Should the bladder be perforated on insertion and placement of the surgical implant into the body, the dye impregnated into the surgical implant will dissolve in the fluid contained in the bladder and diffuse naturally throughout the fluid.

Thus should dye be present in the fluid, it is very likely that the bladder has been perforated and cystoscopy should be carried out. If there is no dye in the fluid, the bladder has not been perforated and the need for cystoscopy is obviated.

The soft tissue anchors as described in relation to the implant of the present invention are capable of use in a variety of situations.

Accordingly the invention provides soft tissue anchors as described herein.

The invention also provides the use of the soft tissue anchors in hernia repair, face lifts, plastic surgery and cosmetic surgery.

BRIEF DESCRIPTION OF THE DRAWINGS

The above and further advantages of the invention may be better understood by referring to the following description in conjunction with the accompanying drawings in which:

FIG. 1 is an illustration of a surgical implant for anchoring in the rectus sheath,

FIGS. 2 a and 2 b are line drawings of the suspending means attached to the suburethral support, positioned underneath the urethra,

FIG. 3 is an illustration of one embodiment of a suburethral support,

FIG. 4 is an illustration of a second embodiment of a suburethral support,

FIG. 5 shows suspending means being threaded through an attachment tab of a suburethral support,

FIGS. 6A, B and C show alternative methods of attaching suspending means to a suburethral support,

FIGS. 7A, 7B and 7C are illustrations of a soft tissue anchor for insertion through the rectus sheath,

FIGS. 8A-C are sequential illustrations of insertion of a soft tissue anchor of FIG. 7,

FIG. 9 is an illustration of a soft tissue anchor mounted on an introducing tool for insertion through the rectus sheath,

FIG. 10 is an illustration of a retropubic soft tissue anchor for use in the fibro-fatty tissues of the para-urethral tunnel,

FIG. 11 is an illustration of the placement of a soft tissue anchor of FIG. 10,

FIG. 12 is an illustration of an implanting tool and a soft tissue anchor inserted into the rectus sheath,

FIG. 13 is an illustration of the surgical implant implanted into the rectus sheath,

FIG. 14 is an illustration of the prior art contrasted with the technique wherein the anchor is inserted in the rectus sheath,

FIG. 15 is an illustration of the tool used to insert the surgical implant,

FIG. 16 is an illustration of the surface architecture of the suspending means,

FIG. 17 illustrates a diagrammatic side view of an embodiment of an implant with portions of glue provided on the soft tissue anchors,

FIG. 18( a) illustrates an embodiment of an implant comprising a suburethral support formed from mesh,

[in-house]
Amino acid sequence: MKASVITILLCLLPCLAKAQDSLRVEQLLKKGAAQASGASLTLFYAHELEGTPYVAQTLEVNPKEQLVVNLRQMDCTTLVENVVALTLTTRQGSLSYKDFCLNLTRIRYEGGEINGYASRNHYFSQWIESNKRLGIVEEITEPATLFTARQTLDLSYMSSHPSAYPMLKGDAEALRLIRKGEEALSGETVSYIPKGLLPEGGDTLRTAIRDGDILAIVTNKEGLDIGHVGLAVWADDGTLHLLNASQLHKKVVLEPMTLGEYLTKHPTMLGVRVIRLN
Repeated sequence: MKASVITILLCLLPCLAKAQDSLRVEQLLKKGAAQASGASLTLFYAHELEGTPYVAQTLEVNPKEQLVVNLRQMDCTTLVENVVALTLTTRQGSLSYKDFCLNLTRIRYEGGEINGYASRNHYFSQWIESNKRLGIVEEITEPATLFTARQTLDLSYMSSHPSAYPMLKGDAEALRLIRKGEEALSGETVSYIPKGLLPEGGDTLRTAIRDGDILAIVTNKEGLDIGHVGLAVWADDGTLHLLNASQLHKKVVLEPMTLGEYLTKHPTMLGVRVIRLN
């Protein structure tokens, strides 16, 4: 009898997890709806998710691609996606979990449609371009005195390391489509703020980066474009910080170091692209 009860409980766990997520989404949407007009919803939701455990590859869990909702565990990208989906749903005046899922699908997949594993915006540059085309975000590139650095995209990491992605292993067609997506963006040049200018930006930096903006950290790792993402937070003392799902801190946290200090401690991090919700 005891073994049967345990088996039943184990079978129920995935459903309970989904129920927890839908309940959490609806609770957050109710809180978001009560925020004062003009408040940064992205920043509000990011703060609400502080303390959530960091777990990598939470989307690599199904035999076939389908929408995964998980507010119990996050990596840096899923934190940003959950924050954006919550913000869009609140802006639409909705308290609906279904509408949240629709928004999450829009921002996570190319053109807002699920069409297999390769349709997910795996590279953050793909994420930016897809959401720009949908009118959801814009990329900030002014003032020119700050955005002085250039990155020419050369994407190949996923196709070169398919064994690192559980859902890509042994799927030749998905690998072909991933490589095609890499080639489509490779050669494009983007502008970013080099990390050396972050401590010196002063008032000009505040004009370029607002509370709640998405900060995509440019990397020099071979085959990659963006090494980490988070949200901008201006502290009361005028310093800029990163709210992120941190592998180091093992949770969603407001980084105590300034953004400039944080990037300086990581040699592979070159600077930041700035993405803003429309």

FIG. 18( b) is a further illustration of the embodiment of the implant of FIG. 18( a),

FIG. 19 is an embodiment of an implant comprising resilient zones,

FIG. 20 illustrates a diagrammatic view of an implant wherein the soft tissue anchors are provided with grooves and pores and portions of glue,

FIG. 21 is a diagrammatic representation of the anatomy of the pelvic region illustrating the obturator foramen, inferior pubic ramus, pubic symphysis and the safe transorbturator exit zone as used in prior art methods,

FIG. 22 is a cross-section illustration of FIG. 26 that illustrates insertion of an embodiment of a surgical implant wherein the soft tissue anchors are fixed in the soft tissue of the perineum,

FIG. 23 is a cross-section illustration of FIG. 26 that illustrates an embodiment of a surgical implant wherein the soft tissue anchors are fixed in the soft tissue of the perineum,

FIG. 24 illustrates a prior art device anchored in the skin above the obturator foramen,

FIG. 25 illustrates a prior art device anchored in the skin above the obturator foramen,

FIG. 26 illustrates placement of an embodiment of a surgical implant in the soft tissue of the perineum without insertion into the obturator foramen wherein the implant is in the body,

FIG. 27 illustrates placement of an embodiment of a surgical implant in the soft tissue of the perineum without insertion through the obturator foramen,

FIG. 28 illustrates an embodiment of a surgical implant comprising a marker on the suburethral support and soft tissue anchors comprising projections and glue, and

FIG. 29 illustrates a further embodiment of a surgical implant comprising a marker on the suburethral support.

II.

FIG. 30 shows a diagrammatic view of the implant;

FIG. 31 shows a diagrammatic side view of the implant;

FIG. 32 shows retaining means which may be present at the fixing zone;

FIG. 32 b shows an illustration of one embodiment of the tape in cross section;

FIG. 32 c shows an illustration of a further embodiment of the tape;

FIG. 33 shows an illustration of a further embodiment of the tape wherein the supporting zone is formed from mesh;

FIG. 34 shows a diagrammatic view of the retropubic space, related to needle passage for any pubo-vaginal sling;

FIG. 35 shows an illustration of an introducing tool;

FIG. 36 shows an illustration of a further embodiment of an introducing tool wherein the point of the tool is offset to aid insertion of the implant into the recess of the tool;